No, Abu Muqawama isn't talking about the fact that West Point got beat 38-3 by the Naval Academy. (Aside from the officers who attended the Military Academy, there aren't too many soldiers in the U.S. Army who care about that.)
Rather, Dana Priest and Anne Hull -- who must surely win a Pulitzer Prize for their series on Walter Reed Medical Center -- have yet another article in today's Washington Post detailing the U.S. Army's ongoing efforts to make itself look as incompetent as possible, stateside, just when it's starting to show a bit of intelligence in Iraq.
In a nondescript conference room at Walter Reed Army Medical Center, 1st Lt. Elizabeth Whiteside listened last week as an Army prosecutor outlined the criminal case against her in a preliminary hearing. The charges: attempting suicide and endangering the life of another soldier while serving in Iraq.
Her hands trembled as Maj. Stefan Wolfe, the prosecutor, argued that Whiteside, now a psychiatric outpatient at Walter Reed, should be court-martialed. After seven years of exemplary service, the 25-year-old Army reservist faces the possibility of life in prison if she is tried and convicted.
Military psychiatrists at Walter Reed who examined Whiteside after she recovered from her self-inflicted gunshot wound diagnosed her with a severe mental disorder, possibly triggered by the stresses of a war zone. But Whiteside's superiors considered her mental illness "an excuse" for criminal conduct, according to documents obtained by The Washington Post.
At the hearing, Wolfe, who had already warned Whiteside's lawyer of the risk of using a "psychobabble" defense, pressed a senior psychiatrist at Walter Reed to justify his diagnosis.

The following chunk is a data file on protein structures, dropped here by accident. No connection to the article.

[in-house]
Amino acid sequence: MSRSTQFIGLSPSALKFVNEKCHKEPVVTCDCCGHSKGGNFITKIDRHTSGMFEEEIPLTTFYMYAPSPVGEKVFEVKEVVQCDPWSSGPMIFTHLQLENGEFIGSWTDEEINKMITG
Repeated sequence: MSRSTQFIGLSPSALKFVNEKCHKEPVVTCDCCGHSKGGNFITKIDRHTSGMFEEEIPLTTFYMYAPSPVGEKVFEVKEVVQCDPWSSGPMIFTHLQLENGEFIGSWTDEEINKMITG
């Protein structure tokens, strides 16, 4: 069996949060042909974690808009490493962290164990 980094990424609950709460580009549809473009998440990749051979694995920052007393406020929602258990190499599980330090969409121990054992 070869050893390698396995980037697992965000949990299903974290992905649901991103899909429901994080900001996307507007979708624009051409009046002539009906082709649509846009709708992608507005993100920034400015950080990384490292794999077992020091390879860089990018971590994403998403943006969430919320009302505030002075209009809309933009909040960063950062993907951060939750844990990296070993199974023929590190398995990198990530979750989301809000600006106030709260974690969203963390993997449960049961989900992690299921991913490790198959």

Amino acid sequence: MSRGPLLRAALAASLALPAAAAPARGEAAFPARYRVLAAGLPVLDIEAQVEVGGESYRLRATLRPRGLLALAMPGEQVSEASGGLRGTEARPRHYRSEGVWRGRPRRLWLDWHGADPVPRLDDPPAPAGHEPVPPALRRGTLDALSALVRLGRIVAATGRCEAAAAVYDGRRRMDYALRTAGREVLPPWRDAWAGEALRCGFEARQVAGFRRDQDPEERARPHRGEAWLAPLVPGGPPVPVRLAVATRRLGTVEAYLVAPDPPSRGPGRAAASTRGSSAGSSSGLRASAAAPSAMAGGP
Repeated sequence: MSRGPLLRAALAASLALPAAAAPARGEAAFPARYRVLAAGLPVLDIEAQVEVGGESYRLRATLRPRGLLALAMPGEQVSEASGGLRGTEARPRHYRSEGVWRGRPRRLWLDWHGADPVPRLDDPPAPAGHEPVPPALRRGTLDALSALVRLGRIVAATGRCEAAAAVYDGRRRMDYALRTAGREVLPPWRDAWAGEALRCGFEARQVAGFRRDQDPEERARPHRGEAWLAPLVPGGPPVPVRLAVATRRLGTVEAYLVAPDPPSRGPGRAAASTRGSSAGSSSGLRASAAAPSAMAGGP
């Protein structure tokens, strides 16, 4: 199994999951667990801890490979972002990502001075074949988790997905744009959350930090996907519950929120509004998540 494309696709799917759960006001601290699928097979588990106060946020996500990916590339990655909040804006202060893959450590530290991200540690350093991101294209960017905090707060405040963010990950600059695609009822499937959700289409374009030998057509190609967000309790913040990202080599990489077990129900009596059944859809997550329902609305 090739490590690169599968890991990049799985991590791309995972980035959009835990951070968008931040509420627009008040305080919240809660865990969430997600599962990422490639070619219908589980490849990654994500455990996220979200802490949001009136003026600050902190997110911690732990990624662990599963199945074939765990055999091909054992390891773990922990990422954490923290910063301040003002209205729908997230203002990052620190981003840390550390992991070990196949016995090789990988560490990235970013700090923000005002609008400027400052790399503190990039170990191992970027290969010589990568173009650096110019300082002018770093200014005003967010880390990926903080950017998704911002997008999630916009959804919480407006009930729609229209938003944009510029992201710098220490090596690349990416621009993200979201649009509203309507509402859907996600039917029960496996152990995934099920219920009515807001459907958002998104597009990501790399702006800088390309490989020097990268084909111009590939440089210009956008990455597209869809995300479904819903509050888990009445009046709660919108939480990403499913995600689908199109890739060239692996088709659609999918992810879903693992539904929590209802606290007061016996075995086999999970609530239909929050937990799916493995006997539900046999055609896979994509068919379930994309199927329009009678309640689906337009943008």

"I'm not here to play legal games," Col. George Brandt responded angrily, according to a recording of the hearing. "I am here out of the genuine concern for a human being that's breaking and that is broken. She has a severe and significant illness. Let's treat her as a human being, for Christ's sake!"
Read the whole, sordid tale here. There are going to be those who will say Priest and Hull have it out for the Army and are trying to make the institution look bad. Don't believe them. Because Priest and Hull aren't doing anything more than what Tom Ricks did with Fiasco,which is to break down this unhealthy myth that the U.S. military can do no wrong. As anyone who has actually served in the military can tell you -- and there are fewer and fewer of us, as a percentage of the population, everyday now -- the military screws up plenty. And when they do it on the large scale like in Iraq and at Walter Reed, civilians and their elected representatives have to do something about it.